Located in the San Francisco Bay Area, Stanford University is a place of discovery, creativity and innovation. Founded in 1885, Stanford’s areas of excellence span seven schools along with research institutes, the arts and athletics. Stanford’s students, faculty and staff work to improve the health and well-being of people around the world through the discovery and application of knowledge.
Visitor Information Services
A division of Stanford University’s Office of Undergraduate Admission, Visitor Information Services at 295 Galvez Street provides information and campus tours, except during some academic breaks and holidays.* Prospective undergraduate students and their supporters can tour and experience Stanford through Discover Stanford information sessions as well as a variety of specialized tours and programs, both online as well as in person (when available). The Stanford Visitor Center promotes exposure and access to higher education for other college-bound groups as well through seasonal tours and offerings. For tour and program information, call 650-723-2560, or visit us online.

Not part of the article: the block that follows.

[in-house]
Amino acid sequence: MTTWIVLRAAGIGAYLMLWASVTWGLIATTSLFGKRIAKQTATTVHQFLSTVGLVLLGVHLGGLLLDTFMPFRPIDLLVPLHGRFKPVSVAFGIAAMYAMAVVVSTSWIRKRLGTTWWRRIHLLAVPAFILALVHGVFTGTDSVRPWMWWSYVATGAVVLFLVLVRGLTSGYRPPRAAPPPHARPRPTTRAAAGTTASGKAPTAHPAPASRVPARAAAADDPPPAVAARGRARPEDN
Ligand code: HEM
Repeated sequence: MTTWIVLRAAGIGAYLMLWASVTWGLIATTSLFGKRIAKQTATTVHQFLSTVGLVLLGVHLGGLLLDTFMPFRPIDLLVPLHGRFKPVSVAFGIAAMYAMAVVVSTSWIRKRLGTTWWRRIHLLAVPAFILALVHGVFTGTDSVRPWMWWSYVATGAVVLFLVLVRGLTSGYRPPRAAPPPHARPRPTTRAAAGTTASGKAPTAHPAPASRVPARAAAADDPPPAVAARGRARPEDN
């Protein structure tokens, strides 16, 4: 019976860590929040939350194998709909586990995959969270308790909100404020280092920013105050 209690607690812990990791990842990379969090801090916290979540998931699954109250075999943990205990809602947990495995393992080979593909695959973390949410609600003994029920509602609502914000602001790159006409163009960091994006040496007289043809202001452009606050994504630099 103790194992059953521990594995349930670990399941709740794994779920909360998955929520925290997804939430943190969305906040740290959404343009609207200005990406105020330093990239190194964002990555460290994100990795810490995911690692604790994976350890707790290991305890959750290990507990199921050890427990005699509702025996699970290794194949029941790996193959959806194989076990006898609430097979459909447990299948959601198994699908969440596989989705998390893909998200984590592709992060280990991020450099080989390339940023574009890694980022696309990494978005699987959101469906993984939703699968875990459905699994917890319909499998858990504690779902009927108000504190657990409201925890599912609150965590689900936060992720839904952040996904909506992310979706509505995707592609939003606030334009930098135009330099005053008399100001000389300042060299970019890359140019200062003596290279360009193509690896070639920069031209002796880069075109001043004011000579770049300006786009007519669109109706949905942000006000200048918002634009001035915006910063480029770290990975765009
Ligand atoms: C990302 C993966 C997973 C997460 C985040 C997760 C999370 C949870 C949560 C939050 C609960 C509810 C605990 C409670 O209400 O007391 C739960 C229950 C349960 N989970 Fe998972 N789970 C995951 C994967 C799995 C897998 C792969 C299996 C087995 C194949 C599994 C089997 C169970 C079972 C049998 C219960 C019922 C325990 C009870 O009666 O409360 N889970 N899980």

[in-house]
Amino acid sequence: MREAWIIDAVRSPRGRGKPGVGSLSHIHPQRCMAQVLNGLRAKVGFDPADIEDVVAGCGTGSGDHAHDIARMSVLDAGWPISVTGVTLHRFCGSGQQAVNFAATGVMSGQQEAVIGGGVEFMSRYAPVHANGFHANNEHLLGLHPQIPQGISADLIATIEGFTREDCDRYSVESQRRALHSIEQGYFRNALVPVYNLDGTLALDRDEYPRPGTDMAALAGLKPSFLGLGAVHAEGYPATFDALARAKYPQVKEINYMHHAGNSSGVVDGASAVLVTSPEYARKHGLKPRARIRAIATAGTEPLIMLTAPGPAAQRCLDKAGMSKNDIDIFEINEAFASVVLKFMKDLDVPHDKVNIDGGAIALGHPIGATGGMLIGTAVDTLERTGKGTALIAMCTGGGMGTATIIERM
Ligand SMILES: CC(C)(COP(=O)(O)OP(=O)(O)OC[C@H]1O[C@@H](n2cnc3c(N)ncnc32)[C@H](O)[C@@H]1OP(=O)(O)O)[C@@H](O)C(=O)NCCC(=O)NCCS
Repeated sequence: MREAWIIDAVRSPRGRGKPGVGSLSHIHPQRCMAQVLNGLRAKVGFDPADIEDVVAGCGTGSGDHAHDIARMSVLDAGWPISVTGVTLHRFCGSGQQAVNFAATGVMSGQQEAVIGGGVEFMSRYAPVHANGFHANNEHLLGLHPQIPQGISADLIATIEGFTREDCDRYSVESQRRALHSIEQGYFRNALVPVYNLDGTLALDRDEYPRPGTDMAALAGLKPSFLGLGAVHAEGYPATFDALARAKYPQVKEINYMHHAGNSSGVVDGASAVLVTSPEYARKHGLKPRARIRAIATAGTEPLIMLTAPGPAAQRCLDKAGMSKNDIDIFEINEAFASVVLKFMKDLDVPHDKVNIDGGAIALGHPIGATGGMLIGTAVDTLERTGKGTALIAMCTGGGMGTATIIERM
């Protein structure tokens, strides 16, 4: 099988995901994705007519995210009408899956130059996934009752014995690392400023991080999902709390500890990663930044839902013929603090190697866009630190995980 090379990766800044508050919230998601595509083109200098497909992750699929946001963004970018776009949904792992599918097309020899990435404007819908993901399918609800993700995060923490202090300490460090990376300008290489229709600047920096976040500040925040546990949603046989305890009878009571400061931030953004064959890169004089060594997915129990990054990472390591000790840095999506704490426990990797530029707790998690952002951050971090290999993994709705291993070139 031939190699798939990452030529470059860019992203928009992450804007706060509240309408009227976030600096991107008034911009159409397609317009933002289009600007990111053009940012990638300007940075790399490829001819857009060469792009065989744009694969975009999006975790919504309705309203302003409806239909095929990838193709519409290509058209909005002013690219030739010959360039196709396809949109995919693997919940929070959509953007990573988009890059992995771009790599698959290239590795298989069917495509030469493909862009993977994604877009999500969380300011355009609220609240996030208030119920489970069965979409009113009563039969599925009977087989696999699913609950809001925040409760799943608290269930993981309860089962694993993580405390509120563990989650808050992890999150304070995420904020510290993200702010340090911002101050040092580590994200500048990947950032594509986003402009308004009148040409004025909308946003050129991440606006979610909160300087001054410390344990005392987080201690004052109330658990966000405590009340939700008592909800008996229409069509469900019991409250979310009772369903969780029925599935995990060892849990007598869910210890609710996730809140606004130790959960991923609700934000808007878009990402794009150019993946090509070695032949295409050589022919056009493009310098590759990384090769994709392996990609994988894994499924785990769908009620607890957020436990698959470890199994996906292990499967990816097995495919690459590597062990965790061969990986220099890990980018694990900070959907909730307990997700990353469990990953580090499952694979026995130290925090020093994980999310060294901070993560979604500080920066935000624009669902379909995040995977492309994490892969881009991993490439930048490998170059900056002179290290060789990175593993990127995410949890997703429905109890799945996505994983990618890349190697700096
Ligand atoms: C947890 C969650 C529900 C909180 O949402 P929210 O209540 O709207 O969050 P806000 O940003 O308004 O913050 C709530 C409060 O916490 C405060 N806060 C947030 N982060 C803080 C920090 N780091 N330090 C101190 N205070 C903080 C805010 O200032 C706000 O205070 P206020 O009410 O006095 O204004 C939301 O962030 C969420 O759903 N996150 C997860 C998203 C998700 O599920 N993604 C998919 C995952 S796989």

Stanford’s Memorial Church was established by Jane Stanford in memory of her husband, Leland Stanford, as a symbol of the family’s commitment to an education informed by diverse religious, spiritual, moral and ethical values. Dedicated in 1903 as a non-sectarian religious center, Mem Chu remains the most prominent architectural feature of the Main Quadrangle and is home to University Public Worship. The church features five organs, including the Fisk-Nanney organ, which has 73 ranks and 4,332 pipes. It is one of three religious and spiritual spaces on campus led by the Office for Religious and Spiritual Life. Call 650-723-3469 for docent-led tours. For current information visit: orsl.stanford.edu/get-know-us/memorial-church/visit-memorial-church
The 285-foot Hoover Tower was built in 1941 and dedicated as part of Stanford’s 50th anniversary celebration. The Lou Henry Hoover Observation Deck offers views of the Santa Clara Valley and houses a carillon of 48 bells, the largest inscribed “For Peace Alone Do I Ring.” The lobby features exhibitions on such topics as the institution’s founder— Stanford alumnus and US president Herbert Hoover— and collections held at the Hoover Institution Library & Archives.
The 150-foot-diameter radio telescope in the Stanford foothills called the Dish was constructed in the 1960s to probe the scattering properties of the Earth’s ionosphere. It is still in use and is owned and operated by SRI International. Annually, more than 600,000 people hike the service roads surrounding the Dish within Stanford’s 315-acre habitat reserve, which also supports academic programs, environmental restoration and habitat conservation. Access is limited to daylight hours, and pets are prohibited.